I recently blogged about Dan Hanegby, a young investment banker, father of small children, who was killed the other day in a collision with a bus while he was riding a Citi Bike in Manhattan. That post was about how relatively “safe” Citi Bikes seem to be; this was the only fatality in four years of the City-operated bike-sharing program’s existence.
After I posted that blog, the New York Times and the Gothamist published articles with additional information about the accident. This most recent development in the case illustrates a grave and common problem with how the police investigate and report motor vehicle accidents.
The Times had originally reported that the cyclist was killed after he “swerved toward the bus, fell and was caught beneath one of the rear wheels”. This is the version of events that the NYPD gave the widow.
But we now learn that the widow found this version of events unbelievable. Her husband was a terrific and agile athlete (he had been a star Tennis player at Brown University) and was an especially skilled and accomplished cyclist. His “swerving” toward the bus would mean he lost control of his bike, which in her mind was very unlikely.
Fortunately, she had good friends. One of them sought out and obtained surveillance videos from two businesses on 26th Street, the site of the event. (Why didn’t the police do this?) The videos show Mr. Hanegby cycling straight on – with no “swerve” – down West 26th. The bus traveling in the same direction then is seen trying to pass him on the left in a portion of the street that had been narrowed because of a parked van just to the right of Mr. Hanegby. Mr. Hanegby’s front wheel is then clipped by the bus (no “swerve”!), which caused him to fall, and then the back wheels of the bus run him over.
I am pretty sure– based on my experience – that the police office arrived at his or her erroneous conclusion regarding the “swerve” at least in part based on interviewing the bus driver. When one of the involved parties to a motor vehicle accident is alive and conscious, and the other is either dead or unconscious, the police officer often accepts at face value the only “story” available, i.e., the account of the conscious, surviving motorist.
This is of course very unfair to the dead or unconscious victim. In this particular case, the unfairness is even more egregious. The NYPD could have and should have obtained surveillance videos from the surrounding businesses, but just did not bother. Instead, the NYPD called the victim’s widow and essentially told her not only that her husband was dead, but that it was his own fault. Talk about adding insult to injury.
Here in Central New York, car accident lawyers like me see this problem time and time again. I personally have questioned police officers about why they take the “story” of the surviving driver at face value and recount it in their official motor vehicle accident report as if it were the gospel truth. Their response is that, unless there is physical evidence contradicting the only witness’s version of events, they are required to accept it and put it into their report.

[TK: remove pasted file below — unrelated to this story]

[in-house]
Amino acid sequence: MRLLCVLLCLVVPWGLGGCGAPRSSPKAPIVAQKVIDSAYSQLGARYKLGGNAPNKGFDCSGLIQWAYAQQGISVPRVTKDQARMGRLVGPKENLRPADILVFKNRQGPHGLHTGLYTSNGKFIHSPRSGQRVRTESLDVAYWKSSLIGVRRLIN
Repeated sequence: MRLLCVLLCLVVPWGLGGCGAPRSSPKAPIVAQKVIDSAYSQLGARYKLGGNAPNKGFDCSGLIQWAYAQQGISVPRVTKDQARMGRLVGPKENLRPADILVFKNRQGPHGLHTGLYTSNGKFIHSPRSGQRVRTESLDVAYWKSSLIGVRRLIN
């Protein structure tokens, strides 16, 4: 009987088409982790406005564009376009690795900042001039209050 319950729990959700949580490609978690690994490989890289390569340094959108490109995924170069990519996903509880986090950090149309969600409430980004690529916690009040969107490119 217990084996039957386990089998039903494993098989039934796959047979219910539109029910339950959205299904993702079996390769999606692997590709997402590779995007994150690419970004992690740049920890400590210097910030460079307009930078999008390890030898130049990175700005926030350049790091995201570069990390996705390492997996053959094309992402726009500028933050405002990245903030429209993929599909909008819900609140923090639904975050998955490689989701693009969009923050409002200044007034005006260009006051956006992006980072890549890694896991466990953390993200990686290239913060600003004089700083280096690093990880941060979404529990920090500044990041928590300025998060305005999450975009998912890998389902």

But I bear good news for car accident victims and their families: The police officer might have a duty to accept the only “story” available, but our courts do not. Quite the opposite. They have a duty, upon objection by the plaintiff’s lawyer, to bar the officer’s conclusions from coming into evidence.
That’s right; the police officer’s conclusions do NOT come into evidence.
Many novice New York car accident lawyers don’t know this rule, so let me repeat it: You can keep the police officer’s conclusions about how the accident happened – or whose fault it was — out of evidence. You can have the police report redacted to remove the “story” about how the accident happened, and you can prevent the officer from testifying regarding his conclusions at trial.
In fact, the police officer can testify only about what he actually saw and observed at the scene. Information in a police accident report is admissible as a business record only so long as the report is based upon the officer’s personal observations and while carrying out police duties. See, Memenza v. Cole, 131 A.D.3d 1020, 1021, 16 N.Y.S.3d 287; see Matter of Chu Man Woo v. Qiong Yun Xi, 106 A.D.3d 818, 819, 964 N.Y.S.2d 647; Yeargans v. Yeargans, 24 A.D.2d 280, 282, 265 N.Y.S.2d 562). Conversely, information in a police accident report, or testimony from an officer, is inadmissible where it came from witnesses not engaged in the police business in the course of which the memorandum was made (and the information does not qualify under some other hearsay exception). See Matter of Chu Man Woo v. Qiong Yun Xi, 106 A.D.3d at 819, 964 N.Y.S.2d 647; Holliday v. Hudson Armored Car & Courier Serv., 301 A.D.2d 392, 396, 753 N.Y.S.2d 470.
On the other hand, the surviving and conscious motorist’s version of events can get into evidence through that driver himself, if he claims to have actually seen what happened. That’s because, unlike the police officer, he is an eye witness (though a very biased one). But there is a difference between the jury hearing the “story” from an obviously biased defendant and hearing it from a New York police officer who will be seen as unbiased and particularly trained in investigating car accidents.
Fellow New York personal injury lawyers: Don’t let the police officer parrot the defendant’s version of events. Don’t let the police officer testify about his “conclusions” regarding what happened. Allow him to testify only about what he saw or observed at the scene. Protect your injured client or the family of the deceased victim. Do your job!
Email me at: email@example.com I’d love to hear from you!
Syracuse NY Car Accident Injury Lawyers
Michaels & Smolak, P.C.